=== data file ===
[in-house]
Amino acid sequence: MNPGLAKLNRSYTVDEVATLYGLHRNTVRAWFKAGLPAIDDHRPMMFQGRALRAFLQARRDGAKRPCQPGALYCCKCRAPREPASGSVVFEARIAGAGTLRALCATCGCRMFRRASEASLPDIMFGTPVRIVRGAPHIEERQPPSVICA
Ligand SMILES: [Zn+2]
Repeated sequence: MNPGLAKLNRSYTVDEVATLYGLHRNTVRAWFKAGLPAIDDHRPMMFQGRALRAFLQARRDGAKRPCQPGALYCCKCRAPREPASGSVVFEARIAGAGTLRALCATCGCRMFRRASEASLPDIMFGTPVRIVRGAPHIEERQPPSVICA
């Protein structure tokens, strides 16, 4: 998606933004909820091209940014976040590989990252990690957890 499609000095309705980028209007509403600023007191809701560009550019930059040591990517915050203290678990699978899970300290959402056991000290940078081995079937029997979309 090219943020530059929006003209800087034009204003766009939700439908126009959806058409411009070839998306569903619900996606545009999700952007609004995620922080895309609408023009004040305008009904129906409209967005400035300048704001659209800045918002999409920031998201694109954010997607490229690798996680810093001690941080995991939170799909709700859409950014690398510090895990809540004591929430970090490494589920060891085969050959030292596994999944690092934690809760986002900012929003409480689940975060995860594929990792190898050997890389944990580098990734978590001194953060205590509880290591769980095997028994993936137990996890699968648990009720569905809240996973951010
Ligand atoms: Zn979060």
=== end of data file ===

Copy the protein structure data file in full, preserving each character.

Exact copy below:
[in-house]
Amino acid sequence: MNPGLAKLNRSYTVDEVATLYGLHRNTVRAWFKAGLPAIDDHRPMMFQGRALRAFLQARRDGAKRPCQPGALYCCKCRAPREPASGSVVFEARIAGAGTLRALCATCGCRMFRRASEASLPDIMFGTPVRIVRGAPHIEERQPPSVICA
Ligand SMILES: [Zn+2]
Repeated sequence: MNPGLAKLNRSYTVDEVATLYGLHRNTVRAWFKAGLPAIDDHRPMMFQGRALRAFLQARRDGAKRPCQPGALYCCKCRAPREPASGSVVFEARIAGAGTLRALCATCGCRMFRRASEASLPDIMFGTPVRIVRGAPHIEERQPPSVICA
């Protein structure tokens, strides 16, 4: 998606933004909820091209940014976040590989990252990690957890 499609000095309705980028209007509403600023007191809701560009550019930059040591990517915050203290678990699978899970300290959402056991000290940078081995079937029997979309 090219943020530059929006003209800087034009204003766009939700439908126009959806058409411009070839998306569903619900996606545009999700952007609004995620922080895309609408023009004040305008009904129906409209967005400035300048704001659209800045918002999409920031998201694109954010997607490229690798996680810093001690941080995991939170799909709700859409950014690398510090895990809540004591929430970090490494589920060891085969050959030292596994999944690092934690809760986002900012929003409480689940975060995860594929990792190898050997890389944990580098990734978590001194953060205590509880290591769980095997028994993936137990996890699968648990009720569905809240996973951010
Ligand atoms: Zn979060």